Yorktown: This is the town where George Washington accepted the surrender of Lord Cornwallis to end the Revolutionary War. The Visitor's Center features a short orientation film, exhibits, and a special over-look of the battlefield. On a self-guided tour of the grounds, you'll see the site of Washington's headquarters, siege lines and redoubts, and the Moore House where American, French and British officers met to draft the terms of surrender. There's also the home of Thomas Nelson, a signer of the Declaration of Independence. Check the walls around the home... there are still cannon balls wedged in them. Towering over the grounds is the 95-foot Victory Monument, which salutes the centennial of the battle.

Jamestown: Located on the James River, Jamestown is the first permanent English-speaking colony settled in the New World. Begin your stop here at the Visitor's Center, and then walk around the grounds. See the 103-foot Obelish that was built in 1907 to commemorate the 300th anniversary of Jamestown... statues of John Smith and Pocahontas, the Memorial Cross, which marks the graves of the 300 settlers who died during the severe winter of 1609-10. An old church tower, which is now only a shell, is the only 17th century structure still standing. At the Glasshouse where the first industry was begun in America, glassblowers demonstrate their craft. If time permits, visit Jamestown Festival Park with replicas of the 3 ships, which brought the settlers here, and a re-created James Fort of 1607...and a reproduction of Chief Powhatan's lodge, and a re-created Indian Village of the times.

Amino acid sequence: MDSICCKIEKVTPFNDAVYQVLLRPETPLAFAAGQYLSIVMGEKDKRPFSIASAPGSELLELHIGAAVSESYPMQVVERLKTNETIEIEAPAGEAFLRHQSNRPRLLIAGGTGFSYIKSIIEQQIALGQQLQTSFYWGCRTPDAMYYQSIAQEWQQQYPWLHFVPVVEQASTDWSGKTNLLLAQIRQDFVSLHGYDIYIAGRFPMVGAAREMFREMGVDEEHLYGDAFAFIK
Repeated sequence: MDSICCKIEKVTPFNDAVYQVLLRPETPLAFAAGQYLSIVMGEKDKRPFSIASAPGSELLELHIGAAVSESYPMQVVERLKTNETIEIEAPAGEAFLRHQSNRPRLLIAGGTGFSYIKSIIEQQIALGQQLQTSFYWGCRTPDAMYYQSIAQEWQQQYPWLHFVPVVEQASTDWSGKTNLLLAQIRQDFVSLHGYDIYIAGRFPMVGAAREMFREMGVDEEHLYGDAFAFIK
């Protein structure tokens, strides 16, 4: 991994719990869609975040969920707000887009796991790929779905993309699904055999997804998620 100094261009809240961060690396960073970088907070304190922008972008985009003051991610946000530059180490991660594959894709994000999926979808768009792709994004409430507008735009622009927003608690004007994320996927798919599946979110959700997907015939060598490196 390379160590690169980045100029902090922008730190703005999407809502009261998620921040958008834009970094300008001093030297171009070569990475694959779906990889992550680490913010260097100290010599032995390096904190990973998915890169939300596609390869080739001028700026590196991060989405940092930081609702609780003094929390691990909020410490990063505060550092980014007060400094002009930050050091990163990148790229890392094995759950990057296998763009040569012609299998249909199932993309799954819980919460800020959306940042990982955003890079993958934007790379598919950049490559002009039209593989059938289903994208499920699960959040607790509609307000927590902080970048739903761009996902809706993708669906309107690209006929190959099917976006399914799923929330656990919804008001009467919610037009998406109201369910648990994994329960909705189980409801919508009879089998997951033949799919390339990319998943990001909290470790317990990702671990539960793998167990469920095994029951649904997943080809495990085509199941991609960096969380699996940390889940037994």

Monticello: Thomas Jefferson's domed mansion is set in the countryside outside the city of Charlottesville. It was his 41-year labor of love. He said, "All my wishes end where I hope, my days will end - at Monticello". This is where he died and he is buried on the grounds. The 3-story building had 35 rooms, but looks more modest because 12 of those rooms are in the basement. The mansion is crammed with Jeffersonian invent-ions. There's a tightly-winding staircase, just 2411 wide, a revolving door with shelves to serve dishes from the kitchen, a dumb-waiter built into the side of the dining room fireplace to hoist wines from the cellar, and a unique 7-day clock over the entry door that uses cannonballs for counter-weights and registers hours as well as the day of the week. The house commands a view of the rolling Virginia countryside. Be sure and visit the small cemetery because all of Jefferson's descendants are entitled to be buried here. And since we now know there are many black descendants, one wonders where they'll all fit.